Christian prayer is often characterized by recitation of scripture or an original prayer by a devotee. Buddhist prayer is characterized, with a few exceptions, by meditation. Both traditions for the most part have distinct positions for the performance of these rituals. The typical Christian prayer position is to be kneeling with hands clasped in front of the body, and head and eyes closed or downcast. The Lotus position is the traditional stance used for Buddhist meditation. One sits with legs and hands crossed, hands on the lap on the feet on the thighs, with erect posture and downcast or partially closed eyes. (Amore and Ching 223) Thus both religions although different have a definite bodily arrangement for the practice of prayer.

Even though the majority of prayer in Buddhism is in the form of meditation the Pure Land School does offer a spoken homage that resembles shorter Christian prayers. In practice they are very similar chanted or said, in the case of Pure Land the "Homage to Amitabha Buddha" was originally said ten times as prescribed by the Meditation sutra, it was later changed to three repetitions and then to one repetition. This homage was used by the laity as an easier path to rebirth in the Pure Land and was meant to be said at the very least just before death (Bhogal). This Buddhist practice parallels the last rites that are performed in the Catholic devotion they are both used in order to "cleanse" the person before their "rebirth" in the Pure Land or Heaven respectively. The Christian tradition has many short prayers, one of which is extremely similar to Buddhist repetitive and meditative prayers known as mantras (FORD), namely the Jesus Prayer used by a Byzantine sect of Christianity called the Hesychasts. They repeated the short one sentence prayer over and over with each breath as an almost meditative practice (Oxtoby 237). Pure Land Buddhism concentrates on the devotional repetition of prayers. (FORD) having said that the best-known Buddhist mantra is from the Vajrayana tradition the expression, "Om mani padme hum" or in English, "O the Jewel in the Lotus", it is used in a mantra based mystical practice invoking magic (Amore and Ching 254).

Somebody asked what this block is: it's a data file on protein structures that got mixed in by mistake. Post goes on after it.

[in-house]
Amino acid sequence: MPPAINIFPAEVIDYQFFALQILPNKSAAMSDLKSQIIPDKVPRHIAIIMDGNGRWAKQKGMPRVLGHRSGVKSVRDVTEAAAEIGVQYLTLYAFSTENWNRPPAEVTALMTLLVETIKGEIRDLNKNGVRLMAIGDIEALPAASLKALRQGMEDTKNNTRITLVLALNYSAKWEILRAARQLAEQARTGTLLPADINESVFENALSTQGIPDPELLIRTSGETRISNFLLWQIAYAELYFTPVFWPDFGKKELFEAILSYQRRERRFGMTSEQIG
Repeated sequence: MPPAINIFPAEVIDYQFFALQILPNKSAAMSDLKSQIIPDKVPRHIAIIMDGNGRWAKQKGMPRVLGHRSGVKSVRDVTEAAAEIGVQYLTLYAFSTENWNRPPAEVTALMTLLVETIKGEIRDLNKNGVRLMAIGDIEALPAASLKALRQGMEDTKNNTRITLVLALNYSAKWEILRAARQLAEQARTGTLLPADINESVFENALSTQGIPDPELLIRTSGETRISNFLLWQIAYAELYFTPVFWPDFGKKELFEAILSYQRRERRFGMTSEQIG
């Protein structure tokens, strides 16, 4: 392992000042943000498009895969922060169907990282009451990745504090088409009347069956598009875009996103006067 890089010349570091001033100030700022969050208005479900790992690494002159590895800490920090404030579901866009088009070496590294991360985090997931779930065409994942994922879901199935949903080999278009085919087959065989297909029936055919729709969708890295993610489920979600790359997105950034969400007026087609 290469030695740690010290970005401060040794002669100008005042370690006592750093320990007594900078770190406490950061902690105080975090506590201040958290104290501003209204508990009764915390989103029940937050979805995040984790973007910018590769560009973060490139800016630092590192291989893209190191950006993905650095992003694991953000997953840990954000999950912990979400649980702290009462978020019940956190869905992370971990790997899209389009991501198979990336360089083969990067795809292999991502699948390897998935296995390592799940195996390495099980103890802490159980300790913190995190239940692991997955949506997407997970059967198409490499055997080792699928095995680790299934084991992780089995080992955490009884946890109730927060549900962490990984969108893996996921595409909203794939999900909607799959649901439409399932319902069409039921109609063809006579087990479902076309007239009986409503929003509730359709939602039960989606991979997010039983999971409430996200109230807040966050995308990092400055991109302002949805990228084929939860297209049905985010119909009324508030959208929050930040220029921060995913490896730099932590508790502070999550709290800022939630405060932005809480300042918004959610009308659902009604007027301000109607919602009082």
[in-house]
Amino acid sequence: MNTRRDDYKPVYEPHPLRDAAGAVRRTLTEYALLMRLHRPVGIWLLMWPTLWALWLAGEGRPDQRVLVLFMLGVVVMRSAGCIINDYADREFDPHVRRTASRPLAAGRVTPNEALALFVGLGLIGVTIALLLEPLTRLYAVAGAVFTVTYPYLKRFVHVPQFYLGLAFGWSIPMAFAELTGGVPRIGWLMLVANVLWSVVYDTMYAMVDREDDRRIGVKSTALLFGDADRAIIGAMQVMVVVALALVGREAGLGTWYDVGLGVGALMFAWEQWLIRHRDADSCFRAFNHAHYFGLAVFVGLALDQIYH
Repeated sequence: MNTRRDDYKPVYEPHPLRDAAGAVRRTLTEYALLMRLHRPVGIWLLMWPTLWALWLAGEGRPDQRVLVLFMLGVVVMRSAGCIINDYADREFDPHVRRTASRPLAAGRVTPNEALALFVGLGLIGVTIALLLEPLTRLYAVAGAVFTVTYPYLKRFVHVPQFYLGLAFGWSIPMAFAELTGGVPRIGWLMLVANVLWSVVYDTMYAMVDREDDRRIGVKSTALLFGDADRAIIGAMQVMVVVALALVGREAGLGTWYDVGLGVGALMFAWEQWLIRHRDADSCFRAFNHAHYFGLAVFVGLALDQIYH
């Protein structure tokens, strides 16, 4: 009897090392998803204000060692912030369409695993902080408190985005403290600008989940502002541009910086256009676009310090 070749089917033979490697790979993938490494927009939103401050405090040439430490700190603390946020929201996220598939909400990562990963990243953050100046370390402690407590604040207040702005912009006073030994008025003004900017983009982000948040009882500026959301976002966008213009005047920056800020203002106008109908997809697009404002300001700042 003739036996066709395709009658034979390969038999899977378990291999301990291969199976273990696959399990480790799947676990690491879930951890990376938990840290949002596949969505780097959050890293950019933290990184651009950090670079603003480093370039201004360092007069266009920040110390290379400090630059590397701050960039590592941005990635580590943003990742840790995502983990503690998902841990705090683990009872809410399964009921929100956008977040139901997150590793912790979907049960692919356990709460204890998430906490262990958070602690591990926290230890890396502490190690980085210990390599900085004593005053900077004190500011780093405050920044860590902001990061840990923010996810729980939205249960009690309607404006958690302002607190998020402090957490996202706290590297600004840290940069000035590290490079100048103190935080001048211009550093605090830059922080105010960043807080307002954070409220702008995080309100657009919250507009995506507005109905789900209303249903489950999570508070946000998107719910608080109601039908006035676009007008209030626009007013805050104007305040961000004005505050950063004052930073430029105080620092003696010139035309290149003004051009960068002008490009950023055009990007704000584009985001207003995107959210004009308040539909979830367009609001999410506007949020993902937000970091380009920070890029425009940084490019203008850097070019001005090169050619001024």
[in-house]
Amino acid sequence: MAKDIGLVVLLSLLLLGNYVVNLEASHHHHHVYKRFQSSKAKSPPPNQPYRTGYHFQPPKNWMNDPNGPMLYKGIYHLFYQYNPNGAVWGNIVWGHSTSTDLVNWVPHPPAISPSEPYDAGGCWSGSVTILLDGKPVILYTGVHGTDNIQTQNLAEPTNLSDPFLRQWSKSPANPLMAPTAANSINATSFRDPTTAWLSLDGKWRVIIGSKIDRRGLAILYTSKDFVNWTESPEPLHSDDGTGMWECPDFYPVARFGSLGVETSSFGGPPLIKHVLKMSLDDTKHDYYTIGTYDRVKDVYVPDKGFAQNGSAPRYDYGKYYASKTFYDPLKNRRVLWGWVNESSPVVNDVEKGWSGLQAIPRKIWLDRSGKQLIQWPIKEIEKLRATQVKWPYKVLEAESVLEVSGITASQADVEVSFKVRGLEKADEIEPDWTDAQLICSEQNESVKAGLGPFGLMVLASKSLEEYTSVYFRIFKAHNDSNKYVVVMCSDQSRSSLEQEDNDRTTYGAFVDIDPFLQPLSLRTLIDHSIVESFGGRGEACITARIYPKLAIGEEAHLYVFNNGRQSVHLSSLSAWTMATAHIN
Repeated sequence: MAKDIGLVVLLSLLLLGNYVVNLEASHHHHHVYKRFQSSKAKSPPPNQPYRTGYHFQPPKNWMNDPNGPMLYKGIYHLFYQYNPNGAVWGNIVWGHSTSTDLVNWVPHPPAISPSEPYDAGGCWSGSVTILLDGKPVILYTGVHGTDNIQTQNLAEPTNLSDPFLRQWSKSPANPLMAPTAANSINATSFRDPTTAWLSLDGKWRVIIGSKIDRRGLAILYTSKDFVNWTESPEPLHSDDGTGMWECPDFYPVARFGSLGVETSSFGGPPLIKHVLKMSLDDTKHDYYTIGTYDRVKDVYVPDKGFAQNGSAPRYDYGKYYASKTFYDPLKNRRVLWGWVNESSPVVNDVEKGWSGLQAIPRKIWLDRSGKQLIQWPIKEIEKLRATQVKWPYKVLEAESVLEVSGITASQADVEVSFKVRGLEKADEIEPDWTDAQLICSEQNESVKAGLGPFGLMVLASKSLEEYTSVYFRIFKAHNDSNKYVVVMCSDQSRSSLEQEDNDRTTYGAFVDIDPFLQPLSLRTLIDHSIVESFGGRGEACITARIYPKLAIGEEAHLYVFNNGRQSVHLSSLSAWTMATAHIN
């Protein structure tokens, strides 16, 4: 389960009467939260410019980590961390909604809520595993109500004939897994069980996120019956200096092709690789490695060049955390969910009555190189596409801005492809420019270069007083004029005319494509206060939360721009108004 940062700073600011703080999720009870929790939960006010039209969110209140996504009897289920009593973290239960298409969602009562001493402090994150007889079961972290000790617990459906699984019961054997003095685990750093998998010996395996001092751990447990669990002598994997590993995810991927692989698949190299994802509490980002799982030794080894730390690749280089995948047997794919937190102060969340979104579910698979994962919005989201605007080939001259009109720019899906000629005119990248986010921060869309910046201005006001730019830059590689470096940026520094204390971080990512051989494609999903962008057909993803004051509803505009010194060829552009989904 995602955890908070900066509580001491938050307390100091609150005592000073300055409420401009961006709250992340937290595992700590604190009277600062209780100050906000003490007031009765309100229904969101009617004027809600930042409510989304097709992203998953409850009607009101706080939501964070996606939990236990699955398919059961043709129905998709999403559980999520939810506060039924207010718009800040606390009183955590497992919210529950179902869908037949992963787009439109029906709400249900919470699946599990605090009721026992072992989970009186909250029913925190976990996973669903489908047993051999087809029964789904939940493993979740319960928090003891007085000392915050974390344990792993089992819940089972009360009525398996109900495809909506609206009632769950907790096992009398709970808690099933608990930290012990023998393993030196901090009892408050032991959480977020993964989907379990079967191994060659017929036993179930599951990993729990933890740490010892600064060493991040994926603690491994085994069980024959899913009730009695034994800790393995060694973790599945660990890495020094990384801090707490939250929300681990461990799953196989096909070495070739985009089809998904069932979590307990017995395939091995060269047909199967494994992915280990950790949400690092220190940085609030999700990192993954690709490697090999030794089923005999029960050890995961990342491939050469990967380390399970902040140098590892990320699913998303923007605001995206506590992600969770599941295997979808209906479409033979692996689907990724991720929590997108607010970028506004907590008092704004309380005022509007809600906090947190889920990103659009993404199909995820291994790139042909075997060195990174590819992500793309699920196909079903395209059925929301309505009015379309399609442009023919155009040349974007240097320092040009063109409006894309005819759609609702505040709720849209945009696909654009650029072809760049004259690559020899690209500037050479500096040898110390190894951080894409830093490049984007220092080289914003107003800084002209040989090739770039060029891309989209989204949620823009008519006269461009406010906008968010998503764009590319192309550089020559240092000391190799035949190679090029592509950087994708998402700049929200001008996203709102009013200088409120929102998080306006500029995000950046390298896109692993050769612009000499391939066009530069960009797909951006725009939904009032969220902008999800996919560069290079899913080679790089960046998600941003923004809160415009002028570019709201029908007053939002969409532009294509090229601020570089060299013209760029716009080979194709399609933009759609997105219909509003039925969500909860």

Prayer in Mahayana Buddhism and Catholic Christianity is sometimes not directed towards the supreme deity. In the Mahayana tradition there is a belief that numerous boddhisatvas can respond to prayers of petition from worshippers,